From inside the book

Other editions - View all

Common terms and phrases

Popular passages

Page 50 - That her Majesty's Ministers do not sufficiently possess the confidence of the House of Commons to enable "them to carry through the House measures which they deem of essential importance to the public welfare ; and that their continuance in office under such circumstances is at variance with the spirit of the Constitution.
Page 149 - The parties mutually stipulate that each shall prepare, equip, and maintain in service, on the coast of Africa, a sufficient and adequate squadron, or naval force of vessels, of suitable numbers and descriptions, to carry in all not less than eighty guns, to enforce, separately and respectively, the laws, rights, and obligations, of each of the two countries, for the suppression of the slave trade...
Page 357 - Majesty and his heirs for ever, &c. the King of Great Britain does profess and declare, with the consent and advice of his Council, that he will take the interest of Portugal and all its dominions to heart, defending the same with his utmost power by sea and land, even as England itself;" and it then proceeds to specify the succours to be sent, and the manner of sending them.
Page 218 - I wish from my soul that some of these orthodox dissenters would recollect that the doctrine which they defend with so much zeal against the Unitarians is not the whole sum and substance of Christianity, and that there is a text about doing unto others as you would that they should do unto you.
Page 235 - ... the First Lord of the Treasury, the Chancellor of the Exchequer, and the President of the Board of Trade.
Page 149 - ... to enforce, separately and respectively, the laws, rights and obligations of each of the two countries for the suppression of the slave-trade, the said squadrons to be independent of each other, but the two Governments stipulating, nevertheless, to give such orders to the officers commanding their respective forces as shall enable them most effectually to act in concert and co-operation, upon mutual consultation, as exigencies may arise, for the attainment of the true object of this article,...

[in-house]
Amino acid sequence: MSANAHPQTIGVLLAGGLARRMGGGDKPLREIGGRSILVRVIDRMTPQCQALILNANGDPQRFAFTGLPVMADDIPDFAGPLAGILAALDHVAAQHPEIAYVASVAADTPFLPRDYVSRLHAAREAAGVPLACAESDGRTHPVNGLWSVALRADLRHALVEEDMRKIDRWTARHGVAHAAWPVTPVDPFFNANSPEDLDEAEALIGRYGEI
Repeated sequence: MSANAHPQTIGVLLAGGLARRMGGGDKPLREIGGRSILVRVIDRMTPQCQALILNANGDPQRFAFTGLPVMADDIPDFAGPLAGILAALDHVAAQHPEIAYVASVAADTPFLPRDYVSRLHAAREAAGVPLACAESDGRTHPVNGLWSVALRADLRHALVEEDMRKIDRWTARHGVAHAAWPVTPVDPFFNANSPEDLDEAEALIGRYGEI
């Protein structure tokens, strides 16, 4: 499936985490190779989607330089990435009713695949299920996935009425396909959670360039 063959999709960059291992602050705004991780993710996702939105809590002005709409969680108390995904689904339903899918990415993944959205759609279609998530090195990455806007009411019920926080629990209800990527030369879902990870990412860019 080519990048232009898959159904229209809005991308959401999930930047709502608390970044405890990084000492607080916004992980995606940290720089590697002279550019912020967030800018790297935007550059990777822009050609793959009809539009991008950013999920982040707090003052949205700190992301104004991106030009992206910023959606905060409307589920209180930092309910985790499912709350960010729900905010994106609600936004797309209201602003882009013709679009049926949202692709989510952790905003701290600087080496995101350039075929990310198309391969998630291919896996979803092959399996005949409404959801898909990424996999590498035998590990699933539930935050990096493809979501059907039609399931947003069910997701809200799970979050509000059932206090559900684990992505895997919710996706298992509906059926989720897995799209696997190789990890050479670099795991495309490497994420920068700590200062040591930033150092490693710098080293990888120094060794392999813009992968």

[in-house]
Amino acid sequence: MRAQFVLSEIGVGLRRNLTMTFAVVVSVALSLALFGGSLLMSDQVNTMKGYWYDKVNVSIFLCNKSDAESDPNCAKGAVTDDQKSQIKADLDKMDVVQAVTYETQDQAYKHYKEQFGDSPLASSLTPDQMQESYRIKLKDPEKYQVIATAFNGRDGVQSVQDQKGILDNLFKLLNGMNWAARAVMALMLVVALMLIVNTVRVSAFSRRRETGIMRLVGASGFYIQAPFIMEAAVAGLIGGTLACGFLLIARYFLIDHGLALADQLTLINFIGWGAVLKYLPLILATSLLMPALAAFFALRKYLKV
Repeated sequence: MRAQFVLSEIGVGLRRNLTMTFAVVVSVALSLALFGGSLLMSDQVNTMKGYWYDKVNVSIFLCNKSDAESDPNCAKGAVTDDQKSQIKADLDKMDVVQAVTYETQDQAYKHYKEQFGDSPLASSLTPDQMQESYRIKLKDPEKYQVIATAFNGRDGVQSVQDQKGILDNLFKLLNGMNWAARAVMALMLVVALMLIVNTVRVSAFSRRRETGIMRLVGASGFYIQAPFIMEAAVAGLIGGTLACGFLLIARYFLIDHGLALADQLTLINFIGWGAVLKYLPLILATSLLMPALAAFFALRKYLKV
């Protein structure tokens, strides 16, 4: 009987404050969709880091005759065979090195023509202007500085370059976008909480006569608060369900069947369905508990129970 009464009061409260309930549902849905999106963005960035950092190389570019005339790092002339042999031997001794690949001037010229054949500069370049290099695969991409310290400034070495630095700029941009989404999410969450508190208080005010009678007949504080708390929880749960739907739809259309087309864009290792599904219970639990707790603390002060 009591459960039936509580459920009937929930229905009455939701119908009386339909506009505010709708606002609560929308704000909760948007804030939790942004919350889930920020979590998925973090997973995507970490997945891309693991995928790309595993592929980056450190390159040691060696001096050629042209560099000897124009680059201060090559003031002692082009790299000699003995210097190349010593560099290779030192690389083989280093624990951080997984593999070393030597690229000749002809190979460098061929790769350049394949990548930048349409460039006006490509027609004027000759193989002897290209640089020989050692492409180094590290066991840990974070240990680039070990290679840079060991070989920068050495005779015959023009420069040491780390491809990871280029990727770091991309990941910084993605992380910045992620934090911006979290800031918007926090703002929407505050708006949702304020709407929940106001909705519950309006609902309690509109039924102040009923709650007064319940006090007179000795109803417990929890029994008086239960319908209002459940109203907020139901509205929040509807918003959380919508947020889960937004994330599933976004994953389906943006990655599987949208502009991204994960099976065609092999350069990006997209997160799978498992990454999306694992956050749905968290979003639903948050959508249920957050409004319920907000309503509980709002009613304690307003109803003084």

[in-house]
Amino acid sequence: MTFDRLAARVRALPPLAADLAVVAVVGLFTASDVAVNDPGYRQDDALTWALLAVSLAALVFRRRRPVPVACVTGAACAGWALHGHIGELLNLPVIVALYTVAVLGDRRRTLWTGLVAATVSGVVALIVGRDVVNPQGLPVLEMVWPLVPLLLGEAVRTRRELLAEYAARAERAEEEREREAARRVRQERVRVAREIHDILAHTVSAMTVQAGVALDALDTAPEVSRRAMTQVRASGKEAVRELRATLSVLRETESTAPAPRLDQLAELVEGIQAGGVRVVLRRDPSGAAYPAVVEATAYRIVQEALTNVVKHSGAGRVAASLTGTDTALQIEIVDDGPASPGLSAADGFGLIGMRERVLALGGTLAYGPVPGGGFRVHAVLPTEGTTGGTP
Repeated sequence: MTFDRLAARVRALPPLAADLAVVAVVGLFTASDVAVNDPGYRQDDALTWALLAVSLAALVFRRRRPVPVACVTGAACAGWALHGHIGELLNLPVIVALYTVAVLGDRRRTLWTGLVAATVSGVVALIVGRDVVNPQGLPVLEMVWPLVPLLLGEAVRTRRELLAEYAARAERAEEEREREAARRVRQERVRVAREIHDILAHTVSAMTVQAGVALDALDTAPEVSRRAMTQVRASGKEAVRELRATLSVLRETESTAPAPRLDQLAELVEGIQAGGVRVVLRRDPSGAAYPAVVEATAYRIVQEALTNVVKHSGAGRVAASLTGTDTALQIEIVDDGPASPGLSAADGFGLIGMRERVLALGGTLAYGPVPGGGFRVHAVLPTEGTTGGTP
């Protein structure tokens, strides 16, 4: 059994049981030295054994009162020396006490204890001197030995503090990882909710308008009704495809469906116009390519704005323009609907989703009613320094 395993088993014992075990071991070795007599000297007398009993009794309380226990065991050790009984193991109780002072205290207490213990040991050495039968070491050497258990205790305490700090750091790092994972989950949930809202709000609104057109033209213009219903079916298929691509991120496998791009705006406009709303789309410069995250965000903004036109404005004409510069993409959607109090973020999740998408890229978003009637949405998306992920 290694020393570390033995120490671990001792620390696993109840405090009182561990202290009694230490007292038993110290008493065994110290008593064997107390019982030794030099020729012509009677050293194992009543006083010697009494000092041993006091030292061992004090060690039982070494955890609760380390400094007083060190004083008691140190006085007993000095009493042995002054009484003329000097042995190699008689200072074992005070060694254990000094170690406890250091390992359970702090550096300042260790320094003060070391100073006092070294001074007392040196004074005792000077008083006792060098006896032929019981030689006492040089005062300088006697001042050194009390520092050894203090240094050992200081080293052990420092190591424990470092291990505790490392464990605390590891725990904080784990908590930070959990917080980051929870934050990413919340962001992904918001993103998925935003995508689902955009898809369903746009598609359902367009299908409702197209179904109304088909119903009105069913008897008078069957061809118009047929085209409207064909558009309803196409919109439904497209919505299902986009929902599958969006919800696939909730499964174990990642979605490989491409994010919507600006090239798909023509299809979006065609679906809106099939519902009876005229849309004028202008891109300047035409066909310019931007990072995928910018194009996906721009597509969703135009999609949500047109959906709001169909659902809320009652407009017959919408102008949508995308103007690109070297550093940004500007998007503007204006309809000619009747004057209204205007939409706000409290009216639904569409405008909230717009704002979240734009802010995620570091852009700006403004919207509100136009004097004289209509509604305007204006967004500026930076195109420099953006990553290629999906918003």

Page 110 - ... until the people possess that power under which all monopoly and oppression must cease; and your petitioners respectfully mention the existing monopolies of the suffrage, of paper money, of machinery, of land, of the public press, of religious privileges, of the means of travelling and transit, and of a host of other evils too numerous to mention, all arising from class legislation, but which your honourable House has always consistently endeavoured to increase instead of diminish.
Page 333 - This is my deliberate conviction ; and in this opinion I am fortified by thinking that it is also the opinion of all the great legislators, of all the great statesmen, of all the great political' philosophers of all ages and of all nations, even including those whose general opinion is, and has ever been, to restrict the functions of Government.
Page 331 - ... find pleasure in the exercise of his intellect, taught to revere his Maker, taught to respect legitimate authority, and taught at the same time to seek the redress of real wrongs by peaceful and constitutional means?
Page 379 - Clydesdale. Your University has partaken largely of the prosperity of this city and of the surrounding region. The security, the tranquillity, the liberty, which have been propitious to the industry of the merchant and of the manufacturer, have been also propitious to the industry of the scholar. To the last century belong most of the names of which you justly boast. The time would fail me if I attempted to do justice to the memory of all the illustrious men who, during that period, taught or learned...

Bibliographic information